Feline bite wounds are usually associated with feral cats which fight to protect their territory from other strange cats. The teeth will penetrate the skins causing a lesion or wound that will heal over. The problem occurs because bacteria grow under the surface of the skin either from debris that got into it when it was an open wound or from the attacking cat's saliva.
The particular type of bacteria found in a cat's mouth is Pasteurella multocida and Streptococcus; both of which require very little oxygen. Once the wound closes the oxygen from the environment is cut off and the bacteria begin to grow and multiply.
The process of infection begins with the wound that becomes inflamed, swells, and is painful. If the wound bite is on the leg there will be swelling, abscess and possibly lameness. Other common bite wounds sites are found on the face, the back, the rump, and the tail.
Three stages of bite wound trauma
Pre abscess - where the bite is painful, swollen and inflamed
Abcessation - are nodules of pus which is the second degree of bite wound infection. They usually form when there is loose skin present around the wound site and this skin can fill with pockets of pus. Abcessation forms between three and five days after the bite.
Post abscess - If the abcessation is not surgically trained they will rupture and seep out onto the skin. This seepage continues for about a week.
Some cats will have continuous seepage (Chronic) because of bacteria, fungal infections, fragments of bone and foreign bodies that has not left the body.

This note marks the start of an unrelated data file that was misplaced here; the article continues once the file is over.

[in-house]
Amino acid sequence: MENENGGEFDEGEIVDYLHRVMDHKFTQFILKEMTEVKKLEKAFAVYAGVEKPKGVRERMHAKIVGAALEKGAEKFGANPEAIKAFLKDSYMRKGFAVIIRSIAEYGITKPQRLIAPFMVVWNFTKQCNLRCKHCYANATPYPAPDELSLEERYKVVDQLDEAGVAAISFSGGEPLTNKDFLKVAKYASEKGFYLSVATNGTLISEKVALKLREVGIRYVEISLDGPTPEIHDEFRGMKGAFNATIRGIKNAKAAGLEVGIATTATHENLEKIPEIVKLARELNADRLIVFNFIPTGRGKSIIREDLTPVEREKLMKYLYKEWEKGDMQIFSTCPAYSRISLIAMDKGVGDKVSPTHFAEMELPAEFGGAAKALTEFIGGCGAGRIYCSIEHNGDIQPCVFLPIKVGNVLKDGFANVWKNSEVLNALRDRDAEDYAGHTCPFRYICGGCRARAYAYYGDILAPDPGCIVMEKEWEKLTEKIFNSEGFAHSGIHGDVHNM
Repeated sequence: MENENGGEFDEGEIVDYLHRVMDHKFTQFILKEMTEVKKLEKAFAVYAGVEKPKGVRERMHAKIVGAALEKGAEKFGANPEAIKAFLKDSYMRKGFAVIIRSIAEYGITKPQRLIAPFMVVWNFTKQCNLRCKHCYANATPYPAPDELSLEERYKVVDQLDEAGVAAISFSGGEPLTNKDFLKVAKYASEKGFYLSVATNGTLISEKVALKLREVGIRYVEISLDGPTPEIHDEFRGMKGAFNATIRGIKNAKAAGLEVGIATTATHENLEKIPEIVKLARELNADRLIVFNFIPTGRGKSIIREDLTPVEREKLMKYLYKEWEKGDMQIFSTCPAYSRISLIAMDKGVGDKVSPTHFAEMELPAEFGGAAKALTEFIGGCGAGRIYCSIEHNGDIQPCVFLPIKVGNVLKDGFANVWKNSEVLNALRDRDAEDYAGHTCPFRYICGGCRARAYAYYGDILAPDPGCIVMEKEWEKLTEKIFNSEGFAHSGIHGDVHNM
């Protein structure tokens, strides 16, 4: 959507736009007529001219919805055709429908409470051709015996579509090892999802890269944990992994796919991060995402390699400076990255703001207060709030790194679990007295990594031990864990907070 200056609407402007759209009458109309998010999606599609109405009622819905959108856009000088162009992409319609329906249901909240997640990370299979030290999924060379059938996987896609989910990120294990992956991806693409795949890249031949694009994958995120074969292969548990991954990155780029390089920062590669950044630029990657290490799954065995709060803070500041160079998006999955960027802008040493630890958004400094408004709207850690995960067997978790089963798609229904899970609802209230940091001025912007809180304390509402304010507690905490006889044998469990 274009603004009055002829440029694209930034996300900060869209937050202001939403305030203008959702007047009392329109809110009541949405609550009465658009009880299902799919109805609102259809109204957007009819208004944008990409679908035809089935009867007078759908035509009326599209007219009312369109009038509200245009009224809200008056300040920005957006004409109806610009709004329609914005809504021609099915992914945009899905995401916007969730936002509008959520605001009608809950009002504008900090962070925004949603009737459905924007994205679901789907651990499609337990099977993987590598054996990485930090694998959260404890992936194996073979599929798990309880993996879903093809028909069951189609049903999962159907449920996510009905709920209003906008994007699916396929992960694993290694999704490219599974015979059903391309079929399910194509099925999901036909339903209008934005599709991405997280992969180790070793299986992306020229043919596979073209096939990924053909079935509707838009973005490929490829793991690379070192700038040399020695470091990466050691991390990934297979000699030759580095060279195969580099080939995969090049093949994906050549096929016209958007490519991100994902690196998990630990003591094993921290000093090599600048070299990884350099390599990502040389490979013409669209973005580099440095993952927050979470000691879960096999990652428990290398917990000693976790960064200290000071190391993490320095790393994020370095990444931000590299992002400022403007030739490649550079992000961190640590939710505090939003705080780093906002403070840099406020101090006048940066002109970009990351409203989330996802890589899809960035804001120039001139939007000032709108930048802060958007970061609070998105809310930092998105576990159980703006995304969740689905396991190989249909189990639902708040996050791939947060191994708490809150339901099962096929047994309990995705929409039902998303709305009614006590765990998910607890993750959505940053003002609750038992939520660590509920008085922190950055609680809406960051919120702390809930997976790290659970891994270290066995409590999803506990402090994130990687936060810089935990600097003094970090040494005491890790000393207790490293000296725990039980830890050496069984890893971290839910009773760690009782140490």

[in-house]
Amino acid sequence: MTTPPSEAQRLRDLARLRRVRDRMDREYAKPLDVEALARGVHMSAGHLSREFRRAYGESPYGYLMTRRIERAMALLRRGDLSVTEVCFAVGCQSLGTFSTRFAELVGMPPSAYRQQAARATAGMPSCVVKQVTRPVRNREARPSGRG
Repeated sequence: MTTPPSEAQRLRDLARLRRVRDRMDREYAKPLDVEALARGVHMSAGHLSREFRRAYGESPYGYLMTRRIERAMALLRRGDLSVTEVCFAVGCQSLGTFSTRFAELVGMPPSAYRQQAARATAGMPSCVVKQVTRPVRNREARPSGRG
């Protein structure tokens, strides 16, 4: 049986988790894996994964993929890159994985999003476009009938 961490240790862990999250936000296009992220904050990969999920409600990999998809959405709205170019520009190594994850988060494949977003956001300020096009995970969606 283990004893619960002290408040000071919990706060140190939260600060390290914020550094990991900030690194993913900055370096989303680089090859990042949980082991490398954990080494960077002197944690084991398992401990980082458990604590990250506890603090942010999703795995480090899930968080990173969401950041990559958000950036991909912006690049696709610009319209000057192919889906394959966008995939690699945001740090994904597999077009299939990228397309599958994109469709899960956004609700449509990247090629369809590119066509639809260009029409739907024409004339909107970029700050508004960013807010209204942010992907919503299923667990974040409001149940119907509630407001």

Cellulitis - Usually occurs when there is no loose skin surrounding the bite. The infection is then left to roam around spreading through the tissues. Instead of having abcessation presence there will be swelling and that is by far less noticeable for a cat owner to detect. This infection is called cellulitis.
Certain diseases can also result from the bite wound infection.
Feline Immunodeficiency Virus (FIV) also known as cat aids, is a condition whereby the white blood cells of the body are treated by the cat's immune system as if they were foreign bodies, attacked and killed.
Feline Leukemia Virus (FeLV) is a virus that is transmitted from cat to cat by sharing food dishes, grooming and biting each other. This disease is also a cancer of the white blood cells.
Lack of appetite
Pus training from skin
Putrid smell emanating from the abscess
The veterinarian will first take the history of the cat, especially important if the cat is an outdoor cat, or is a cat that likes to fight within a multi cat household
Examination of the infected site
If the infection has advanced
Culture of the abscess
CBC blood tests
Viral Tests for the presence of Feline Leukemia and Feline Immunodeficiency Virus
Generally infections clear up rather quickly as long as you act quickly to get your cat to the veterinarian should you see the symptoms noted above. Also be careful not to touch the pus that is seeping from the wound with your bare hands. Cats can transmit bacterial disease to humans if they have an open lesion.